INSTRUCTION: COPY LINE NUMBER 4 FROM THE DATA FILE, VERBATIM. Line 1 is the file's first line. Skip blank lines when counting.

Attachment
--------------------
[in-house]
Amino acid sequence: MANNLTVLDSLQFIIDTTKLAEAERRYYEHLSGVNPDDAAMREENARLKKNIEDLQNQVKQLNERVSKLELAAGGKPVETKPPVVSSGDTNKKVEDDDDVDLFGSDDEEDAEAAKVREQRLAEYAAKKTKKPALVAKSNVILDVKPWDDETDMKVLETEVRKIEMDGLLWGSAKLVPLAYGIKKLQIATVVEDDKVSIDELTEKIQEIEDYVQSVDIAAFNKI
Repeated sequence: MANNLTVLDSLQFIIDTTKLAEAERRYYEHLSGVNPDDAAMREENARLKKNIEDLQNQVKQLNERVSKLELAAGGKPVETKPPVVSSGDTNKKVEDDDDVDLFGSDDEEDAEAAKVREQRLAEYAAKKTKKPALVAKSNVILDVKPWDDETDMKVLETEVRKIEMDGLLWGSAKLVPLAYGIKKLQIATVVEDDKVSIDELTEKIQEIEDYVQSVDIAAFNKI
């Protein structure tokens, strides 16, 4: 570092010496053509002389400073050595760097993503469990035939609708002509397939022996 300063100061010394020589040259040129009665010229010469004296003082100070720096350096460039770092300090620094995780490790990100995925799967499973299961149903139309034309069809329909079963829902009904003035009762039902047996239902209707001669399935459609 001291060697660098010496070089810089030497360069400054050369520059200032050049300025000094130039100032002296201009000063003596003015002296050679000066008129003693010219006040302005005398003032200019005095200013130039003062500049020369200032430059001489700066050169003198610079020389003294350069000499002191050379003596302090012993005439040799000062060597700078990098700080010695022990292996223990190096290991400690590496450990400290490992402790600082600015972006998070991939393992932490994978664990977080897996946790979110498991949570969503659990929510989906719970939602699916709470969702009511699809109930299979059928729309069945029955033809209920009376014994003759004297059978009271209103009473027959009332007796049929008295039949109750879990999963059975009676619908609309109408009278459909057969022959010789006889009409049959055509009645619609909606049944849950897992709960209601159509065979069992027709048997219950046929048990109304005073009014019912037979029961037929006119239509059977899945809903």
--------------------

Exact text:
């Protein structure tokens, strides 16, 4: 570092010496053509002389400073050595760097993503469990035939609708002509397939022996 300063100061010394020589040259040129009665010229010469004296003082100070720096350096460039770092300090620094995780490790990100995925799967499973299961149903139309034309069809329909079963829902009904003035009762039902047996239902209707001669399935459609 001291060697660098010496070089810089030497360069400054050369520059200032050049300025000094130039100032002296201009000063003596003015002296050679000066008129003693010219006040302005005398003032200019005095200013130039003062500049020369200032430059001489700066050169003198610079020389003294350069000499002191050379003596302090012993005439040799000062060597700078990098700080010695022990292996223990190096290991400690590496450990400290490992402790600082600015972006998070991939393992932490994978664990977080897996946790979110498991949570969503659990929510989906719970939602699916709470969702009511699809109930299979059928729309069945029955033809209920009376014994003759004297059978009271209103009473027959009332007796049929008295039949109750879990999963059975009676619908609309109408009278459909057969022959010789006889009409049959055509009645619609909606049944849950897992709960209601159509065979069992027709048997219950046929048990109304005073009014019912037979029961037929006119239509059977899945809903």